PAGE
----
This indicated article is found in Forbes and essentially summarizes an interview/discussion between the author and a CFO of a multinational corporate. The subject matter is around what the pandemic has taught those who work as financial professionals, both in terms of hard skills and controls as well as softer capabilities, including leadership and communication.
For readers who may not be familiar with enterprise risk management, it is a risk framework developed in the 90s by COSO (Committee of Sponsoring Organizations of the Treadway Commission). The CFO was a contributor to that effort and suggests it is a good start.
‘Like so many management accountants, my first exposure to COSO was in conjunction with internal control over external financial reporting, in my case while leading Campbell Soup’s original global Sarbanes Oxley compliance team. Only later, while representing IMA on the COSO Advisory Council charged with updating COSO’s 1992 Internal Control – Integrated Framework, did the lightbulb go off that effective internal control increases the odds of achieving your operational objectives as well. And it took me longer still to realize that creating and maintaining effective internal control is not the point, nor is identifying and managing risk. Rather, we must focus on setting our organization’s strategies and then doing whatever it takes to achieve them. Leveraging risk management and internal control (RM/IC) plays a role, of course, but it’s simply what we do; it’s a means to an end vs. the end itself.’
Beyond that is the refrain we have been hearing for some years now (through attendance at industry events such as AFP, etc.) that CFOs, treasurers, and other financial professionals have had increasing amounts of work heaped upon them with few additional resources, therefore technical skill sets have had to improve, and solutions involving data capture and analysis now a staple requirements, but also leadership skills to help navigate overburdened staff through ongoing changes, only exacerbated by the pandemic.
So the trusted analyst and advisor role to other parts of the business has also motivated better communications skills. A good read for those in the field or interested in joining it.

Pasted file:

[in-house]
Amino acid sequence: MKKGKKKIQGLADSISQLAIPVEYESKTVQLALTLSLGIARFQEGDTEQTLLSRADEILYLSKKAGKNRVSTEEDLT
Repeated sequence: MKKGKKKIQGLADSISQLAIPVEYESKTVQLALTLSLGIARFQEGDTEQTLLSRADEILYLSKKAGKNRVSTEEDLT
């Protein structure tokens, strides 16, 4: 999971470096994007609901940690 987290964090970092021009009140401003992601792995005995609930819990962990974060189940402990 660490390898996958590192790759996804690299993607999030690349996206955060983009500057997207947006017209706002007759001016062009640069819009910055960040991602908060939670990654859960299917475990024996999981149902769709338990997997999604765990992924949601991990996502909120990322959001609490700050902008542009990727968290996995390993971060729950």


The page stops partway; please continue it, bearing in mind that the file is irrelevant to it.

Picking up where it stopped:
‘I often talk about the need for CFOs and their teams to earn their seats at the table as business partners and strategic advisors. As companies continue struggling in response to the ongoing pandemic, rejiggering budgets and strategies to exist, it has never been more important to take that seat. But you need to earn it!…Of course finance professionals need to get the basics right, owning the financials and protecting the bottom line. To be successful, though, they must go way beyond “the basics.” The CFO, for example, must inspire and empower their team and organization, effectively tell the story behind and beyond the numbers, steer strategy, embrace change and mitigate risk. The CFO must also develop a strong CFO-CEO relationship, becoming the CEO’s right hand and developing a shared vision for the company’s future. And finance professionals must always remember to be transparent and objective, delivering the “hard truths” and engaging in “fierce debate” when needed. By doing so, you’ll earn your seat at the table!…And this is where the “soft skills” come into play, such as leadership, teamwork, political savvy, communication and emotional intelligence. Certainly college programs can bring awareness to the need for such skills and can support students in developing these skills via group projects, internships, etc. And certainly CFOs can support their staff, especially young professionals, with coaching and mentoring. And certainly leadership development programs and courses like the ones offered by the IMA Leadership Academy, or CalCPA’s Management Skills course, can spark new insight. But, ultimately, development of soft skills will only be fully realized via experience.’
Overview by Steve Murphy, Director, Commercial and Enterprise Payments Advisory Service at Mercator Advisory Group